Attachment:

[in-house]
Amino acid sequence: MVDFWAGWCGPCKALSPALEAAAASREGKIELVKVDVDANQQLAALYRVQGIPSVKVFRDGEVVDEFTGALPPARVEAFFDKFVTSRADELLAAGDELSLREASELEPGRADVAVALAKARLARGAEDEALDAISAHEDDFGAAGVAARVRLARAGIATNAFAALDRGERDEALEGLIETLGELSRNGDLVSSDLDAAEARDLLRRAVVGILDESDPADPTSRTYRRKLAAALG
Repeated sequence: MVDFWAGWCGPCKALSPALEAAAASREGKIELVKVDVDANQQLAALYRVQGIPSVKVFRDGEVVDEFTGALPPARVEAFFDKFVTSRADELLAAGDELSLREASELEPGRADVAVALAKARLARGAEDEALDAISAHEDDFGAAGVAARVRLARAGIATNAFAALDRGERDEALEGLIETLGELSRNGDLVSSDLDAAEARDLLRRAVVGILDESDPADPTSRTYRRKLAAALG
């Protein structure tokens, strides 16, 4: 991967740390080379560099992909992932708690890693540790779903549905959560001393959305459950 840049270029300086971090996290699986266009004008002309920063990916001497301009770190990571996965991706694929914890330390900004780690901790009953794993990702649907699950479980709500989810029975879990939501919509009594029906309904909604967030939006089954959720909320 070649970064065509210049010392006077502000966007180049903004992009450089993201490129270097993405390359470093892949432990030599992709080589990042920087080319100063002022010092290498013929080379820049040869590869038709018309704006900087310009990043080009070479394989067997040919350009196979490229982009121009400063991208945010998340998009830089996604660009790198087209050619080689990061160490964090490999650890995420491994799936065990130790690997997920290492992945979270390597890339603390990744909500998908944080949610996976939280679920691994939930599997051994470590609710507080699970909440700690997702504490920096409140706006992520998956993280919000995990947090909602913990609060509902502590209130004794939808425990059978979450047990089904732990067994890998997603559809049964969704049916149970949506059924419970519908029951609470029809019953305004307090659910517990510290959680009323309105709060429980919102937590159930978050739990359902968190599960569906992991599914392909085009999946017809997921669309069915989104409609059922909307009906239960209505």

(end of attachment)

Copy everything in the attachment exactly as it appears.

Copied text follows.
[in-house]
Amino acid sequence: MVDFWAGWCGPCKALSPALEAAAASREGKIELVKVDVDANQQLAALYRVQGIPSVKVFRDGEVVDEFTGALPPARVEAFFDKFVTSRADELLAAGDELSLREASELEPGRADVAVALAKARLARGAEDEALDAISAHEDDFGAAGVAARVRLARAGIATNAFAALDRGERDEALEGLIETLGELSRNGDLVSSDLDAAEARDLLRRAVVGILDESDPADPTSRTYRRKLAAALG
Repeated sequence: MVDFWAGWCGPCKALSPALEAAAASREGKIELVKVDVDANQQLAALYRVQGIPSVKVFRDGEVVDEFTGALPPARVEAFFDKFVTSRADELLAAGDELSLREASELEPGRADVAVALAKARLARGAEDEALDAISAHEDDFGAAGVAARVRLARAGIATNAFAALDRGERDEALEGLIETLGELSRNGDLVSSDLDAAEARDLLRRAVVGILDESDPADPTSRTYRRKLAAALG
């Protein structure tokens, strides 16, 4: 991967740390080379560099992909992932708690890693540790779903549905959560001393959305459950 840049270029300086971090996290699986266009004008002309920063990916001497301009770190990571996965991706694929914890330390900004780690901790009953794993990702649907699950479980709500989810029975879990939501919509009594029906309904909604967030939006089954959720909320 070649970064065509210049010392006077502000966007180049903004992009450089993201490129270097993405390359470093892949432990030599992709080589990042920087080319100063002022010092290498013929080379820049040869590869038709018309704006900087310009990043080009070479394989067997040919350009196979490229982009121009400063991208945010998340998009830089996604660009790198087209050619080689990061160490964090490999650890995420491994799936065990130790690997997920290492992945979270390597890339603390990744909500998908944080949610996976939280679920691994939930599997051994470590609710507080699970909440700690997702504490920096409140706006992520998956993280919000995990947090909602913990609060509902502590209130004794939808425990059978979450047990089904732990067994890998997603559809049964969704049916149970949506059924419970519908029951609470029809019953305004307090659910517990510290959680009323309105709060429980919102937590159930978050739990359902968190599960569906992991599914392909085009999946017809997921669309069915989104409609059922909307009906239960209505």